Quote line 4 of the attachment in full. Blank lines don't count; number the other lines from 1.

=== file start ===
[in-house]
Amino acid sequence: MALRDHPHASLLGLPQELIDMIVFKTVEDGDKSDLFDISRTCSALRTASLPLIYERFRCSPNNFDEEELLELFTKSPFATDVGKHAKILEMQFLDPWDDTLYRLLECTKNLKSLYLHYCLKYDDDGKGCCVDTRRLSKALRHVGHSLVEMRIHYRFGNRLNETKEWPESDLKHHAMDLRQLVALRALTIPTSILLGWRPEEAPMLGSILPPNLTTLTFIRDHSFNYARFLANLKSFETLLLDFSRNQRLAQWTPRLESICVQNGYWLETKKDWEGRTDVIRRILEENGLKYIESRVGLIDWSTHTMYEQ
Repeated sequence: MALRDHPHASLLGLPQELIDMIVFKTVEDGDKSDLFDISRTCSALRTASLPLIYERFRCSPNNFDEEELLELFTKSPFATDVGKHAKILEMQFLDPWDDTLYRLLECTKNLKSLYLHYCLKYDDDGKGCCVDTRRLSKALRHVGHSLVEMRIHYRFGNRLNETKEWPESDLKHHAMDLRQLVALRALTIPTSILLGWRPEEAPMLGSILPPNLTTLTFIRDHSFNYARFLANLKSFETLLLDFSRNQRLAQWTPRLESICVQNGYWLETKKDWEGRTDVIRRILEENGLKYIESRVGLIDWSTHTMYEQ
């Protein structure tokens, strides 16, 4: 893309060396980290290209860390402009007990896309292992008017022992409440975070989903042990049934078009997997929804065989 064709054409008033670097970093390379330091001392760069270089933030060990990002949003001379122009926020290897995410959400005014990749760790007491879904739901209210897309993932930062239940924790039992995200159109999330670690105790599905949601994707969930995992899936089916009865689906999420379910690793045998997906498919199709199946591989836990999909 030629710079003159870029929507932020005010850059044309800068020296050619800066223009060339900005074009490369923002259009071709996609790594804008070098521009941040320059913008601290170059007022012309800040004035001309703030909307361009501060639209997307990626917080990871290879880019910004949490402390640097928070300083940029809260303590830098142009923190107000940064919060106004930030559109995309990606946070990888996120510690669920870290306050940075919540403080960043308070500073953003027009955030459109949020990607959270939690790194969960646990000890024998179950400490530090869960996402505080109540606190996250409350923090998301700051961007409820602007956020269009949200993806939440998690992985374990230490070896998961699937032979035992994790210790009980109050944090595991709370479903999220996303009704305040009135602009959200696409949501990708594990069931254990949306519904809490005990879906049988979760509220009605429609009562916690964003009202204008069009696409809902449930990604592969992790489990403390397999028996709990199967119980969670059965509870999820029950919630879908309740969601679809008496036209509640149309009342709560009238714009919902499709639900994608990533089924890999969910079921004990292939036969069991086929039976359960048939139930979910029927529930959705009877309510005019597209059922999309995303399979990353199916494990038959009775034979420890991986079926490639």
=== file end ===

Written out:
């Protein structure tokens, strides 16, 4: 893309060396980290290209860390402009007990896309292992008017022992409440975070989903042990049934078009997997929804065989 064709054409008033670097970093390379330091001392760069270089933030060990990002949003001379122009926020290897995410959400005014990749760790007491879904739901209210897309993932930062239940924790039992995200159109999330670690105790599905949601994707969930995992899936089916009865689906999420379910690793045998997906498919199709199946591989836990999909 030629710079003159870029929507932020005010850059044309800068020296050619800066223009060339900005074009490369923002259009071709996609790594804008070098521009941040320059913008601290170059007022012309800040004035001309703030909307361009501060639209997307990626917080990871290879880019910004949490402390640097928070300083940029809260303590830098142009923190107000940064919060106004930030559109995309990606946070990888996120510690669920870290306050940075919540403080960043308070500073953003027009955030459109949020990607959270939690790194969960646990000890024998179950400490530090869960996402505080109540606190996250409350923090998301700051961007409820602007956020269009949200993806939440998690992985374990230490070896998961699937032979035992994790210790009980109050944090595991709370479903999220996303009704305040009135602009959200696409949501990708594990069931254990949306519904809490005990879906049988979760509220009605429609009562916690964003009202204008069009696409809902449930990604592969992790489990403390397999028996709990199967119980969670059965509870999820029950919630879908309740969601679809008496036209509640149309009342709560009238714009919902499709639900994608990533089924890999969910079921004990292939036969069991086929039976359960048939139930979910029927529930959705009877309510005019597209059922999309995303399979990353199916494990038959009775034979420890991986079926490639």